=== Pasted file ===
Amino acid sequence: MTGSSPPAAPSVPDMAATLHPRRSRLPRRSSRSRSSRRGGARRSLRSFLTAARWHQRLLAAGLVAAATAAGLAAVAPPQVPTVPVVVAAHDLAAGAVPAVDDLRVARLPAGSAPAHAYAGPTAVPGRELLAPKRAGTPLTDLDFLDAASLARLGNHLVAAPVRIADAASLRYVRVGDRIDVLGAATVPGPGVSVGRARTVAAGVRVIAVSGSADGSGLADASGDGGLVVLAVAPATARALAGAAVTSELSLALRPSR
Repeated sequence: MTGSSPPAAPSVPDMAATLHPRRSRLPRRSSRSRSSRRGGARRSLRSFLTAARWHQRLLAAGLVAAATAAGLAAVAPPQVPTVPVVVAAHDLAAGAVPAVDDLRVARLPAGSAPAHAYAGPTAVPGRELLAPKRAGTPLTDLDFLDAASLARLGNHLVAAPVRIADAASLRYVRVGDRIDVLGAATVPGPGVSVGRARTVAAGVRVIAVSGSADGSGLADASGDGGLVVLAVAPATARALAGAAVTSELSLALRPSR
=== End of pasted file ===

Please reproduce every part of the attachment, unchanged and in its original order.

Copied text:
Amino acid sequence: MTGSSPPAAPSVPDMAATLHPRRSRLPRRSSRSRSSRRGGARRSLRSFLTAARWHQRLLAAGLVAAATAAGLAAVAPPQVPTVPVVVAAHDLAAGAVPAVDDLRVARLPAGSAPAHAYAGPTAVPGRELLAPKRAGTPLTDLDFLDAASLARLGNHLVAAPVRIADAASLRYVRVGDRIDVLGAATVPGPGVSVGRARTVAAGVRVIAVSGSADGSGLADASGDGGLVVLAVAPATARALAGAAVTSELSLALRPSR
Repeated sequence: MTGSSPPAAPSVPDMAATLHPRRSRLPRRSSRSRSSRRGGARRSLRSFLTAARWHQRLLAAGLVAAATAAGLAAVAPPQVPTVPVVVAAHDLAAGAVPAVDDLRVARLPAGSAPAHAYAGPTAVPGRELLAPKRAGTPLTDLDFLDAASLARLGNHLVAAPVRIADAASLRYVRVGDRIDVLGAATVPGPGVSVGRARTVAAGVRVIAVSGSADGSGLADASGDGGLVVLAVAPATARALAGAAVTSELSLALRPSR